- This topic has 4 replies, 3 voices, and was last updated 9 years, 4 months ago by gutzmank.
October 26, 2013 at 1:21 am #15279murphy560Member
Professor McClanahan, could you give a brief synopsis of all the plausible reasons for Lincoln’s issuing of the Emancipation Proclamation. Do we have much historical evidence for Lincoln’s true motives or are these more or less educated guesses? Also, I’ve heard conflicting reports as to the effect of the EP ranging from “it never freed a single slave” to “thousands of slaves were freed almost immediately with many more thousands to follow as union victories progressed.” Where do you stand on the truth of these claims?October 27, 2013 at 11:32 pm #15280gutzmankParticipant
Lincoln’s emancipation policy ultimately meant the end of slavery in North America. The point that it didn’t free them immediately is a bit silly: within three years, they were all free.
Lincoln said it was a war measure. Harry Jaffa says that was just another lie in what had been an unbroken string of lies by Lincoln to hide from people that he really had always intended to abolish slavery. There is of course no way dispositively to disprove that he had always intended to do what he finally did, but there’s no proof other than that he ultimately did it to support that he had always intended to do so. It’s hard to believe that anyone could have been so committed a liar for decades on end, but you can believe that if you’d like.October 30, 2013 at 12:41 pm #15281Brion McClanahanMember
Lincoln floated several proposals to end slavery during the war, ranging from compensated emancipation to colonization. Both were rejected by congressional leaders for being too expensive. In fact, members of his administration met with the largest slave-owner in Delaware (a Republican) and the two hammered out a deal which would have paid slave-owners quite well for emancipation. Lincoln was a typical politician who said what he thought people wanted to hear. He had long been against slavery extension but was not a committed abolitionist. The Proclamation, as Kevin suggests, was the first step in ending de jure slavery in North America, but Delaware maintained slavery until December 1865. The EP did nothing to free slaves in the North or border States, only those under military occupation. I have long said that people should celebrate the 13th amendment if they wish to mark the end of slavery, not the EP.October 30, 2013 at 5:53 pm #15282murphy560Member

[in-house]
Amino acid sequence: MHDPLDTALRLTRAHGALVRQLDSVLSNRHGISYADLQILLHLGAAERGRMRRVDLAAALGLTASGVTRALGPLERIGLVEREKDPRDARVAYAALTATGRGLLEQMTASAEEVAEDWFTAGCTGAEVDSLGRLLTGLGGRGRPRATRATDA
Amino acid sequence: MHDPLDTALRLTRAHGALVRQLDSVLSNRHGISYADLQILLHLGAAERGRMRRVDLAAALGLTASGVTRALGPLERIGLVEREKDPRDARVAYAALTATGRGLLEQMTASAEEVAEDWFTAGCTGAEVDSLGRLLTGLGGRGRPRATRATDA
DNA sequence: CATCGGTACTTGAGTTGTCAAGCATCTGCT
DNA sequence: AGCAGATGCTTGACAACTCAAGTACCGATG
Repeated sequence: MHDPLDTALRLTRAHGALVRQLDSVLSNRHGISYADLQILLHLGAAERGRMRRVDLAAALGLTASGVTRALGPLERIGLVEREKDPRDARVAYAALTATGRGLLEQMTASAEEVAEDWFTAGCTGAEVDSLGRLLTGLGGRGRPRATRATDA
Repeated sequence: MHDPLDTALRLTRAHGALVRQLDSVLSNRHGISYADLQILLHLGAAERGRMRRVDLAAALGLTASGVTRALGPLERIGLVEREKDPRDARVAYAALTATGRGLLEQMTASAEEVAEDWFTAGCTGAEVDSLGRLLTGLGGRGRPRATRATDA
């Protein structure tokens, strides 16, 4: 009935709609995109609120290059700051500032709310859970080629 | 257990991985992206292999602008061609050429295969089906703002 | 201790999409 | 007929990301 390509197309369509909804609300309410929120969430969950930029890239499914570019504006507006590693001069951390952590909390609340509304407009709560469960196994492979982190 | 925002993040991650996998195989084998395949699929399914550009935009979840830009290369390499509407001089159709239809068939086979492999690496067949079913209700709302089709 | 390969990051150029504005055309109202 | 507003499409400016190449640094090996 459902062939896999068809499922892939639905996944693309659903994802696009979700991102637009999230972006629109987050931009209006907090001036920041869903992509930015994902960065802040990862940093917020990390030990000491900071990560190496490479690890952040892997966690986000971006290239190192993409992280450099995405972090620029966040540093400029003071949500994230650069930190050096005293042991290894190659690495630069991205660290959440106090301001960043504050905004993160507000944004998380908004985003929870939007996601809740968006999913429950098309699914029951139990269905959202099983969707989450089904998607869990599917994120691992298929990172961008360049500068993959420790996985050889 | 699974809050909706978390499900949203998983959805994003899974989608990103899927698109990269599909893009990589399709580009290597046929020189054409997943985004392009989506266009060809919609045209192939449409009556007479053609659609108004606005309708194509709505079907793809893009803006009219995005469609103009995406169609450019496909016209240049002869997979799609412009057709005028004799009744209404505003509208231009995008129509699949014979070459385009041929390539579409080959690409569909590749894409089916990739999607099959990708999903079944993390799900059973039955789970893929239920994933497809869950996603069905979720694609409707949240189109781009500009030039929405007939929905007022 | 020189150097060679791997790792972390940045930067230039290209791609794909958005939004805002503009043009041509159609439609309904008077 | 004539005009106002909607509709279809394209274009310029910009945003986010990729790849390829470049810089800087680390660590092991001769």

Professors Gutzman and McClanahan, thanks for the responses. For a man who was never a “committed abolitionist” and said in his first inaugural address that he didn’t intend to interfere with the institution of slavery, my real question is why was it that he decided to issue the EP at all? As a “war measure” do you think he did it to damage the southern economy further, to provoke a slave uprising, to gain European support for the north, etc.? Or did he decide in the middle of the war that, with how horribly things were going, he should take this as an opportunity to end slavery once and for all? If this was the case then why would he free slaves in only rebel states?November 6, 2013 at 9:56 pm #15283gutzmankParticipant
We can only know what he said, not what he had in mind. Reasonable inferences can lead us in several different directions in this regard. One motive that you left out is that he hoped it would yield further black enlistment in the Union military, which it apparently did.
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